Profile in Research: PJ Utz, MD
Brigham and Women’s Hospital, Boston, and Stanford University, San Francisco
Paul J. Utz, MD, has been awarded several grants from the Arthritis Foundation over the years. His most recent award is an Innovative Research Grant to study the development and perpetuation of the autoimmune reactions that define systemic lupus erythematosus (lupus). His team specifically will be determining the role that Type I interferon signaling pathways play in the development of B cells and T cells.
How do you think your research will impact your local community?
Our work includes large-scale analysis of blood from our patients with lupus. This involvement makes the participants feel as if they are part of the research team.
How would you ultimately like to see your research applied?
By uncovering the mechanisms behind autoimmunity and by identifying the molecular and chemical changes that can be effected, our research will help scientist select patients for clinical trials, or will help physicians select which drugs to use in the clinic. By defining which molecular interactions lead to disease, we will also identify new therapeutic targets that will lead to new drug development.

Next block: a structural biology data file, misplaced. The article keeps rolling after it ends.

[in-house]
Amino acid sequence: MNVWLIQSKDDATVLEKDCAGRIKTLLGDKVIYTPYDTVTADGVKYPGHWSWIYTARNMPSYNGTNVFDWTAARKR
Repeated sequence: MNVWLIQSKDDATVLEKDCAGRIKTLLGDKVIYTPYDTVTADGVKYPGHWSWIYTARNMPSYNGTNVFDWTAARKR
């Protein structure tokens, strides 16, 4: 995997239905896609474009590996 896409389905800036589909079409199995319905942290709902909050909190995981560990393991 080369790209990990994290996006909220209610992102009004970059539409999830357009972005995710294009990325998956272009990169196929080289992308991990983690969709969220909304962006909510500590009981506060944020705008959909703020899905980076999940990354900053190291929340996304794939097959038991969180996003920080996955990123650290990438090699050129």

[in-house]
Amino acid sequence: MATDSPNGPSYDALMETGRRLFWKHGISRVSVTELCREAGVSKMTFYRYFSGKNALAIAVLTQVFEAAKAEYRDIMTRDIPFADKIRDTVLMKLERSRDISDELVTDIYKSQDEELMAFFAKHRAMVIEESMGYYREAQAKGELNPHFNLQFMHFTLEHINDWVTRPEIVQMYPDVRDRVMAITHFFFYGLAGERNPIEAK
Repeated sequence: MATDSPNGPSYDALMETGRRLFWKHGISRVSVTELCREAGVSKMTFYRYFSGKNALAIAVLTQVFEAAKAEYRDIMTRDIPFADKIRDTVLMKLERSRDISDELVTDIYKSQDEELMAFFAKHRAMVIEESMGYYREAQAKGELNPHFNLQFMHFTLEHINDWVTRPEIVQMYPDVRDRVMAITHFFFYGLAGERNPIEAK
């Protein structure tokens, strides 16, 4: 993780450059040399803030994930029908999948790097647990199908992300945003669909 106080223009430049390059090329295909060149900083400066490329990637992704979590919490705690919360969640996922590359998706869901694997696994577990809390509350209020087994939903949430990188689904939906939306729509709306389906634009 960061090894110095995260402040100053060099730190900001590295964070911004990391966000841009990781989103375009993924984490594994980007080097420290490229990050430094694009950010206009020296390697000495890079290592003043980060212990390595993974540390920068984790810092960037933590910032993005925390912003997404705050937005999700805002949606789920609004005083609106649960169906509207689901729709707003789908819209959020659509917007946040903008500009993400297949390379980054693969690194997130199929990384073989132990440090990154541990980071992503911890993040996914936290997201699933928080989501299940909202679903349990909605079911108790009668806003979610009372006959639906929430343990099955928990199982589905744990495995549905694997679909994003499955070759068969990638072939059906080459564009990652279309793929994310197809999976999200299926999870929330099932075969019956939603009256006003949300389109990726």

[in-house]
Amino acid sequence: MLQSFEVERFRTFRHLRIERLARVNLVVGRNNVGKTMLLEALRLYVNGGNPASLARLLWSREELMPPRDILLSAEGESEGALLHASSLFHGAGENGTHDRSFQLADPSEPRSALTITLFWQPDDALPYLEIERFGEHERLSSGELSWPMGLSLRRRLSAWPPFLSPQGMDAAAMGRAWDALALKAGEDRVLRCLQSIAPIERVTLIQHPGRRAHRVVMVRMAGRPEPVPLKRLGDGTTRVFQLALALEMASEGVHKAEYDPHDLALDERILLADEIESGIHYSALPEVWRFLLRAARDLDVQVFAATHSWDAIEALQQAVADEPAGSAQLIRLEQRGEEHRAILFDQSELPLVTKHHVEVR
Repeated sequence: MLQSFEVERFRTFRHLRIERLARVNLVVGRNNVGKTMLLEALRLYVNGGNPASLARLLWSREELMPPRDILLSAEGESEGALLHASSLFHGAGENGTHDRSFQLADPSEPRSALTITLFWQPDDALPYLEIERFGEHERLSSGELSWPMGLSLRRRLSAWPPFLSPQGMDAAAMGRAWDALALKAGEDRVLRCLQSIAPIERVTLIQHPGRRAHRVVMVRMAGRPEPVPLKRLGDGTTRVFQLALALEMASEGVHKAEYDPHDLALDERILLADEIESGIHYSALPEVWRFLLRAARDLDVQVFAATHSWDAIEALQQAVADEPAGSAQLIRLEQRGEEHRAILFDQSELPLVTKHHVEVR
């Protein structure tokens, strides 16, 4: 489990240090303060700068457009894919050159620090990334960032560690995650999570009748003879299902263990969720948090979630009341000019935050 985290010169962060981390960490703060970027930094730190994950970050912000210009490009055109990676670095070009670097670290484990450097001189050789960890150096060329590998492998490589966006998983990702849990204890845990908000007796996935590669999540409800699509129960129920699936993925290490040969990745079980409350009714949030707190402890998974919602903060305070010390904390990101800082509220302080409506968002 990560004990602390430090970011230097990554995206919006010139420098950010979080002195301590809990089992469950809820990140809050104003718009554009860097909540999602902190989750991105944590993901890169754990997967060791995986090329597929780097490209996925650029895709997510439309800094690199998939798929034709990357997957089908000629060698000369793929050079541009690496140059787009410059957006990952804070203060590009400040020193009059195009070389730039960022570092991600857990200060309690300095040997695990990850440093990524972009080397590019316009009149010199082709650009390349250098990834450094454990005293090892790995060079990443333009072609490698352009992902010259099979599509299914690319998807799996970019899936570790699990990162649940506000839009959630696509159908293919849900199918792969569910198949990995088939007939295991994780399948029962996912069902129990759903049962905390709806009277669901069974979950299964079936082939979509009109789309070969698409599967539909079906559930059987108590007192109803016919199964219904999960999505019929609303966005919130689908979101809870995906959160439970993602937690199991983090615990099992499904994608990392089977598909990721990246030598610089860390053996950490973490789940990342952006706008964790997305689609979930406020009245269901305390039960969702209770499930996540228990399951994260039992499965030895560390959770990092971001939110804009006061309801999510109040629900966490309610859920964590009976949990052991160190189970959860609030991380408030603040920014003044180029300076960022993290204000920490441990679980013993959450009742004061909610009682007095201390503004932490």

What are your impressions of the Arthritis Foundation?
Without the Foundation, there is no way I would still be in research. The National Institutes of Health (NIH) budget is too volatile to depend upon, and in the end we all have families to care for, first and foremost.
What role do you feel the Arthritis Foundation plays in the progress of arthritis research?
For the above reasons, the Foundation is the difference between success and failure. Foundation funding allows us to pursue risky projects, the preliminary data from which enables us to secure larger grants.
Given the prevalence of arthritis do you have a personal connection that makes the disease more than a statistic to you?
I have family members with vasculitis and OA, and many friends with RA. I’ve also made a new friend at Stanford who is on the LPGA (Ladies Professional Golf Association) and who has SLE.
What are the mysteries surrounding arthritis that interest you most?
I want to understand why people get arthritis at all, and why they have flares and periods of inactivity. These diseases are amongst the most fascinating of all diseases.
When you’re not in the lab, where can you most often be found?
Driving my kids to sports practices, at the beach, and especially on the golf course. Or more specifically, in or near the hazards or looking for lost balls in the trees.
What good, non-medical book have you read lately?
What’s your favorite music and artist?
It’s a tie between rock & roll and classical. I especially like The Beatles and bands with Steve Winwood; Rachmaninoff and Chopin.
If you weren’t a medical researcher, what would you be doing now?
I’d be a golf caddie or greenskeeper; fiction writer; zip line instructor -- or retired!